The Curious Mechanics of EDM and How It Became Distinct From Electronic Dance Music


Over the next two weekends, the People of Tomorrow will witness floating stages, pyrotechnic phenomena, fountains, flamethrowers and flowers dropped by helicopters. They will camp in DreamVille, push buttons on their bracelets to keep in touch, and find the mythical key to happiness. They are 360,000 deep, they hail from 220 countries, and they are here for the largest electronic dance music (EDM) festival in Europe. Their stories will live on in the Book of Wisdom, and in the photos and videos they are statistically more likely to share before, during and after an event than their non-EDM peers.

The 10th anniversary of Tomorrowland will bring approximately 400 DJs to 20 stages. But according to many, the festival experience far eclipses the music: a phenomenon unique to EDM. The smoke and mirrors (often literally) of lasers, lightshows, projections; the neon aesthetic of rave culture; the associated drugs and alcohol, the tutting, twerking, and the PLUR handshaking kandi kids -- all these things constitute an attraction of their own. The music isn't always center stage. This year, Electric Daisy Carnival (the largest EDM festival in the world) sold out before the lineup was even released. According to a 2013 Eventbrite study, over a quarter (28 percent) of EDM fans don't listen to the music but still like going to the events. And a significant percentage of fans considered the event venue and promoter to be just as important as the artist performing when it comes to purchase decision (80 percent and 38 percent of fans, respectively).

These facts, along with dispensable income and social networking tendencies of EDM fans have bolstered the global EDM market to the tune of $6.2 billion dollars (with some valuations as high as $20 billion). As Diplo told SPIN, "A band plays, it's 45 minutes. DJs can play for 4 hours." In Vegas, that will turn a crowd over twice -- in the middle of the day. Nightclubs there are giving casinos a literal run for their money: XS, a club inside the Encore Resort brings in between several hundred thousand and a million dollars a night. And consequently, DJs, promoters and venues are making out with tens of millions annually for their efforts.

The commercialization of EDM has embittered fans and DJs alike, causing Deadmau5 to rename the genre "Event Driven Marketing" at the 2013 South by Southwest festival. Inevitably, things are sacrificed for the spectacle and there are many who believe music quality is one. "It's so big now it's just getting milked," Avicii told the Guardian. "Originality is definitely missing from EDM." "I feel like I've heard 10,000 DJs playing the exact same sets," DJ & producer Porter Robinson told Do Androids Dance last summer. And the ever inflammatory Deadmau5 chimed in this spring: "EDM all sounds the same to me."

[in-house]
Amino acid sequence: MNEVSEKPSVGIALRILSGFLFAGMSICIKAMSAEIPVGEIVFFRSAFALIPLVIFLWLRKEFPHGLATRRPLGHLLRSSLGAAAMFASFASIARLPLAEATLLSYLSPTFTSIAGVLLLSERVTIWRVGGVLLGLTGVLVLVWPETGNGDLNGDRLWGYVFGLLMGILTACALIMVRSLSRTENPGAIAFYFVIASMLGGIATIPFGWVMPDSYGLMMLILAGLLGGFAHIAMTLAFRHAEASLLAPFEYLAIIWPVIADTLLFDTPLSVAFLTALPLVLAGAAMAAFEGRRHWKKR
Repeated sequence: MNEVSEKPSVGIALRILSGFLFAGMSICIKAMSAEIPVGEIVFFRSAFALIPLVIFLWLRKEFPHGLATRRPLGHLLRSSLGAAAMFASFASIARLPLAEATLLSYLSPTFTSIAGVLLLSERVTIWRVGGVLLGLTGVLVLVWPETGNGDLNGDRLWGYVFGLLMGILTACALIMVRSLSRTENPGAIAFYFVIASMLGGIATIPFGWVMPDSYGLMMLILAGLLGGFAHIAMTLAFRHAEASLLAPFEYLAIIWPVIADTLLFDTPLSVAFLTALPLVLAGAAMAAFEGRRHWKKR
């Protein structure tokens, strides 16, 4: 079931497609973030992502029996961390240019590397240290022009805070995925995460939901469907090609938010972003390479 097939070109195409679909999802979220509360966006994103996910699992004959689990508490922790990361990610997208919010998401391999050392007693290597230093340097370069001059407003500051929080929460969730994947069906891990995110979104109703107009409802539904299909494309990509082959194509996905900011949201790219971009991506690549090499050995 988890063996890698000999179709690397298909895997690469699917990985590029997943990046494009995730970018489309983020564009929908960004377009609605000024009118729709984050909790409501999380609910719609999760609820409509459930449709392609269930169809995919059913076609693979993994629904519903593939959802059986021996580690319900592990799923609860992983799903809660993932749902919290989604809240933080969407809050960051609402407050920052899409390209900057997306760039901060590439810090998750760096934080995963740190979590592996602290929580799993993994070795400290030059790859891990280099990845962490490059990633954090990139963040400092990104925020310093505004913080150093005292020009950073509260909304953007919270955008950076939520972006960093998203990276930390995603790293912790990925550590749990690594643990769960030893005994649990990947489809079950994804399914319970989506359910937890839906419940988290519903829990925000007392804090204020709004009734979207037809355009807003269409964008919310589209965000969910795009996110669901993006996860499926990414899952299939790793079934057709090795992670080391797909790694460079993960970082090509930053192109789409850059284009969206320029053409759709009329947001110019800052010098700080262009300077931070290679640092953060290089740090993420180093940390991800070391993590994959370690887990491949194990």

However, the demand for the genre remains relentless. Tomorrowland is rumored to have sold out in seconds. As the International Federation of the Phonographic Industry (IFPI) 2014 Digital Music Report revealed, urban and dance music "consistently 'over index' on streaming services, which means that record companies are striving to sign more artists performing in these genres."

As musicians and fans alike begin to dissociate their electronic dance music from the mainstream commercial glow of the acronym EDM, and simultaneously more EDM is produced, the proliferation of the genre has been remarkable. Take, for example, the absurdity and multiplicity of the following tracts: brostep, techstep, drumstep, luvstep, thugstep, two step, darkstep, funkstep, hardstep, jazzstep, breakstep -- all are subgenres of either Dubstep, Garage, or Drum and Bass.

To be fair, genre lines are always amorphous at best, but within the realm of electronic dance music, the distinctions are especially weak. House, techno and trance all conform to a static 4/4 time signature, kick drum on every beat, high hat click to the off-beat (16th note), a repetitive structure and similar harmonic/melodic construction. We can talk semantics around trance's tendency to build up and break down its repetitions, or the tweaked instrumentation that seems to accompany techno -- but those slights of character would never make or break a category in classical, jazz, or rock.

In any case, as subgenres flood the scene, and commercial interests continue to inflate the EDM bubble, the People of Tomorrow will descend unperturbed. They're there for the experience. And in Tomorrowland, there's little a bubble wand can't solve.